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Inclusive Teaching in Zoom

Below are some considerations for inclusive teaching.  You'll be taking into account your students' cognitive load, helping them manage their technologies, and considering their diverse learning abilities.


  • If possible, provide course material prior to class.  Even drafts help students follow your thoughts and orient themselves during class.
  • Set the expectation of the sequence and structure of your lecture and activities Let your students know if you'd like them to physically raise their hands (when using Zoom video), use the Zoom "Raise Hand" feature or post their questions in Chat.
  • Stay flexible regarding non-critical class requirements.  Eg. explain your position that watching your students' expressions helps you adjust your teaching, and invite student to discuss how they might provide feedback if they feel uncomfortable turning their video on.


  • Use a microphone to pick up your voice clearly and eliminate background noise.
  • Use as few concurrent tools as you can.  Managing multiple tools, particularly on small screens, contributes to cognitive overload.  Even within Zoom, the polling feature is not accessible, and so you might have to mix in PollEverywhere.  Weigh against your learning objectives to decide if you need to prepare alternatives such as offline quizzes in case live features don't work.
  • Spend a little extra time in describing what students are expected to see or how to follow along with a demonstration.  For students who can't see the screen or have their eyes on their notes, small motions such as mouse movements may be lost during a live video. Try increasing the size of your mouse pointer, hover longer over a link and verbally describe what you’ll be clicking on.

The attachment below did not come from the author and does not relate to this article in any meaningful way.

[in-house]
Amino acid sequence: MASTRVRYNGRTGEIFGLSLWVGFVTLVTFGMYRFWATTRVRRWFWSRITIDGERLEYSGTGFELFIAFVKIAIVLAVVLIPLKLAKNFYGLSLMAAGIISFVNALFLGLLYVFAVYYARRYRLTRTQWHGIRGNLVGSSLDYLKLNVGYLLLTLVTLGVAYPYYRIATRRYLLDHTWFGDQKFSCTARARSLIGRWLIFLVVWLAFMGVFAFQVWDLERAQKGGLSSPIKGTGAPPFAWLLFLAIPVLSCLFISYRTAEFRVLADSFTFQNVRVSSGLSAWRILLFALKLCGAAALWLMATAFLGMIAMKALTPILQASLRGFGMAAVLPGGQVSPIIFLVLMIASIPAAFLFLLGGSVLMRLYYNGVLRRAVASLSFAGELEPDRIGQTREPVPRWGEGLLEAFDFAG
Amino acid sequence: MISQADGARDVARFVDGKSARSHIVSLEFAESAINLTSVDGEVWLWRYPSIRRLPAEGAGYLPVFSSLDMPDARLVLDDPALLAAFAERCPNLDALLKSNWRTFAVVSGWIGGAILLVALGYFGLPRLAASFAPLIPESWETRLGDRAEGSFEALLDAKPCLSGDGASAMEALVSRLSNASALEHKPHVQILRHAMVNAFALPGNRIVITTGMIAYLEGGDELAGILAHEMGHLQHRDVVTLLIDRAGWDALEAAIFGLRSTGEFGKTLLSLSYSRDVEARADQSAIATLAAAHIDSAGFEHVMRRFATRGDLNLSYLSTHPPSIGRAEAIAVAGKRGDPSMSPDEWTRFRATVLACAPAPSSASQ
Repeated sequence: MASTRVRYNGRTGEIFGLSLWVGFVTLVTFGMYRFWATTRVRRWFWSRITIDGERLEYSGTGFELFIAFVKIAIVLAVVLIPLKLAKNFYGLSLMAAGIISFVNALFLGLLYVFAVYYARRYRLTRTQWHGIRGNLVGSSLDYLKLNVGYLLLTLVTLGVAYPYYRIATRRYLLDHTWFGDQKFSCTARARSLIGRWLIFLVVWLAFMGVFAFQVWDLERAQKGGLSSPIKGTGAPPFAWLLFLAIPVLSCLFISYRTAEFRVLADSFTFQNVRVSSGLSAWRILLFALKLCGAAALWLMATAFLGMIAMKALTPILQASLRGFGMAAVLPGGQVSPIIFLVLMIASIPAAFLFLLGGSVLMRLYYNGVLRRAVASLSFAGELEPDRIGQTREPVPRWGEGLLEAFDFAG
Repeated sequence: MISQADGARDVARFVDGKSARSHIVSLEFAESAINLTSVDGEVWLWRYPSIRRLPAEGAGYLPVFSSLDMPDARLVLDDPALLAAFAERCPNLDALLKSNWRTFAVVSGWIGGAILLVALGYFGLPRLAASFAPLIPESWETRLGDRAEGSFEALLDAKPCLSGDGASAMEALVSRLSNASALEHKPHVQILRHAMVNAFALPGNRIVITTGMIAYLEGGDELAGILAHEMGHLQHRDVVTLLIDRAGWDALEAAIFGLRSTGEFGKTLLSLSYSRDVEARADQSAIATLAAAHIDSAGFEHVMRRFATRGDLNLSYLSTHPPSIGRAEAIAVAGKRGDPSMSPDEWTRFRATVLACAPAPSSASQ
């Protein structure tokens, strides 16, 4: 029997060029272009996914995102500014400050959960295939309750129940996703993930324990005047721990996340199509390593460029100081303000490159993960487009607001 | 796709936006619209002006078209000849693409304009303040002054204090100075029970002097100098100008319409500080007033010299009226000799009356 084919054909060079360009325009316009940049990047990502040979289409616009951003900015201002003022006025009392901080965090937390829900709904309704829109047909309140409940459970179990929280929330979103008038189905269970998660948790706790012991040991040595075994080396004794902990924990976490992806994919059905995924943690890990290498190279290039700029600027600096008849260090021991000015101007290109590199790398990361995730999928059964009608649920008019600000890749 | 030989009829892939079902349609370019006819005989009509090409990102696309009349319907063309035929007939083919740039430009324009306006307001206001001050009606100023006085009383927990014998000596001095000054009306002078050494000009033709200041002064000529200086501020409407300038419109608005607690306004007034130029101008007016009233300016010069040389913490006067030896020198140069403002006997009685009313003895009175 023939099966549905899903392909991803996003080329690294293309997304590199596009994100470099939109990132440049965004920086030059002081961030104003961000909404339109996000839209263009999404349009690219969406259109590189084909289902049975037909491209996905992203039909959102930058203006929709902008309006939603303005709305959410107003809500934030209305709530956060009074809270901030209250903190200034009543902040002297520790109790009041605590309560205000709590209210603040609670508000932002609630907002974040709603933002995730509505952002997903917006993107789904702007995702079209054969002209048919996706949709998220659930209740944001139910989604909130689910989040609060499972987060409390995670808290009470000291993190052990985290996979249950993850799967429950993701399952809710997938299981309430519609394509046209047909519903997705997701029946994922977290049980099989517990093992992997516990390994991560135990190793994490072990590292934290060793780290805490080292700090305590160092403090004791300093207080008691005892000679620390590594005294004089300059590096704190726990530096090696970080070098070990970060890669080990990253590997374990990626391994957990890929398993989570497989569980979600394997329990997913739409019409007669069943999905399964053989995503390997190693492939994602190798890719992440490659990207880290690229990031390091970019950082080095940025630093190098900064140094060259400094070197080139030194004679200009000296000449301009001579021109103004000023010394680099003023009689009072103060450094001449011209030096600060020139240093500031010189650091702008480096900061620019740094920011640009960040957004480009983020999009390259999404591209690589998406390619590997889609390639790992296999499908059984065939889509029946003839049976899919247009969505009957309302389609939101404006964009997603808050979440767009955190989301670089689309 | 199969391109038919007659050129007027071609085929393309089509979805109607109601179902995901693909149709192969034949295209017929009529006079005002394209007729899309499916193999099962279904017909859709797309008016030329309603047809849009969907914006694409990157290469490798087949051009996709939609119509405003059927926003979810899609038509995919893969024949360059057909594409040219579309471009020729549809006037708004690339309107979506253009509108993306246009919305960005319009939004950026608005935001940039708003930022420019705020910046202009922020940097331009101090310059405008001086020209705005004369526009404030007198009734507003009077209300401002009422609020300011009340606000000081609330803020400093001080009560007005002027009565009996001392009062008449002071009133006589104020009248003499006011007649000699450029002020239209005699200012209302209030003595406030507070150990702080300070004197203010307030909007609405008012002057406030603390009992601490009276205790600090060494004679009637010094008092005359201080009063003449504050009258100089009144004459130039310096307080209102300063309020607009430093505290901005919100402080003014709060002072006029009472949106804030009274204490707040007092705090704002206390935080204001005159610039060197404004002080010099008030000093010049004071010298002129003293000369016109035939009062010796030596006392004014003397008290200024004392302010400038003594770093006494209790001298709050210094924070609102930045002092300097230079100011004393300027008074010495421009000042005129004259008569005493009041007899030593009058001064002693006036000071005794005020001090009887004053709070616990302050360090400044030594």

• Both Google Slides and PowerPoint generate automatic speech-to-text as live captions.  Since these algorithms take their cues from your slide content and speaker notes, include key information, important numbers and difficult vocabulary.  Multimodal teaching  also help students who have a unstable connections,  hearing impairments or language proficiency challenges.  Note: this is NOT a replacement for academic accommodation. 
  • Repeat the questions posed in Chat before you answer.  In order to focus on you, your students might have turned off Chat and not see the questions.
  • Since large groups have a tendency to talk over each other, use breakout rooms in Zoom for small group discussions.  Be clear about transitions to breakout rooms to help your students orientate.  Once they are in the breakout rooms, you may broadcast instructions to all breakout rooms and check in on each group.  Breakout room participants will  get a one-minute warning before breakout room sessions end and they are automatically placed back in  the main session. Note: Up to 50 breakout rooms can be created with a maximum of 200 total participants across all breakout rooms.
  • Pin the video of someone whom you need to pay attention to (e.g., remote interpreter, teaching assistant).
  • Students who have received captioning accommodations may receive the raw transcripts from Zoom auto-saved captions, or from the remote interpretation vendor, arranged through OAE.


Last modified: 
August 12, 2020